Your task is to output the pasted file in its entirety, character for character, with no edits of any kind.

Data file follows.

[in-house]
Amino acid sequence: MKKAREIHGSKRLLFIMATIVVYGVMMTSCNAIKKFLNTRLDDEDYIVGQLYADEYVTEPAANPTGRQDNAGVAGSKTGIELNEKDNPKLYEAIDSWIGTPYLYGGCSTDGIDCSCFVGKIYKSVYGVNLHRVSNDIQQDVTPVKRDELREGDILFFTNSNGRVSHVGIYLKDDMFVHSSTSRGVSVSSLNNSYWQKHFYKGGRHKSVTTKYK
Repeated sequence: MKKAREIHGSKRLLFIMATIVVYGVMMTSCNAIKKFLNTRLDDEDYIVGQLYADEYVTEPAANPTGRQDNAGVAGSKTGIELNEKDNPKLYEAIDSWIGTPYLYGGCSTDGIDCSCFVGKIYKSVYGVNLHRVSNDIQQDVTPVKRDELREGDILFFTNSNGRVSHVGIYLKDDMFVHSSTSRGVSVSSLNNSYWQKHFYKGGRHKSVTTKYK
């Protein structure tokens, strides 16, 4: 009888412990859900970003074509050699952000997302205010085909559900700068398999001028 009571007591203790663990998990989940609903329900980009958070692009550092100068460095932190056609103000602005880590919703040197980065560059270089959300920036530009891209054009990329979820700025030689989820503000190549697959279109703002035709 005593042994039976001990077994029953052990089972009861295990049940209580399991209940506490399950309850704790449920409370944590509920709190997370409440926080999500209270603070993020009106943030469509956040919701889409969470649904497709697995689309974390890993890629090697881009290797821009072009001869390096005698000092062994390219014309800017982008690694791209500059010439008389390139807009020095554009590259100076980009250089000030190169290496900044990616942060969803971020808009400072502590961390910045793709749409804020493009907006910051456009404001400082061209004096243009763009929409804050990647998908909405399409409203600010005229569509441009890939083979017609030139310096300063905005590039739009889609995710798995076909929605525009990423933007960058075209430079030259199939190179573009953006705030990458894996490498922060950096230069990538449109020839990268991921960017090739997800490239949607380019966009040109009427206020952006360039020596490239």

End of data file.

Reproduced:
[in-house]
Amino acid sequence: MKKAREIHGSKRLLFIMATIVVYGVMMTSCNAIKKFLNTRLDDEDYIVGQLYADEYVTEPAANPTGRQDNAGVAGSKTGIELNEKDNPKLYEAIDSWIGTPYLYGGCSTDGIDCSCFVGKIYKSVYGVNLHRVSNDIQQDVTPVKRDELREGDILFFTNSNGRVSHVGIYLKDDMFVHSSTSRGVSVSSLNNSYWQKHFYKGGRHKSVTTKYK
Repeated sequence: MKKAREIHGSKRLLFIMATIVVYGVMMTSCNAIKKFLNTRLDDEDYIVGQLYADEYVTEPAANPTGRQDNAGVAGSKTGIELNEKDNPKLYEAIDSWIGTPYLYGGCSTDGIDCSCFVGKIYKSVYGVNLHRVSNDIQQDVTPVKRDELREGDILFFTNSNGRVSHVGIYLKDDMFVHSSTSRGVSVSSLNNSYWQKHFYKGGRHKSVTTKYK
């Protein structure tokens, strides 16, 4: 009888412990859900970003074509050699952000997302205010085909559900700068398999001028 009571007591203790663990998990989940609903329900980009958070692009550092100068460095932190056609103000602005880590919703040197980065560059270089959300920036530009891209054009990329979820700025030689989820503000190549697959279109703002035709 005593042994039976001990077994029953052990089972009861295990049940209580399991209940506490399950309850704790449920409370944590509920709190997370409440926080999500209270603070993020009106943030469509956040919701889409969470649904497709697995689309974390890993890629090697881009290797821009072009001869390096005698000092062994390219014309800017982008690694791209500059010439008389390139807009020095554009590259100076980009250089000030190169290496900044990616942060969803971020808009400072502590961390910045793709749409804020493009907006910051456009404001400082061209004096243009763009929409804050990647998908909405399409409203600010005229569509441009890939083979017609030139310096300063905005590039739009889609995710798995076909929605525009990423933007960058075209430079030259199939190179573009953006705030990458894996490498922060950096230069990538449109020839990268991921960017090739997800490239949607380019966009040109009427206020952006360039020596490239």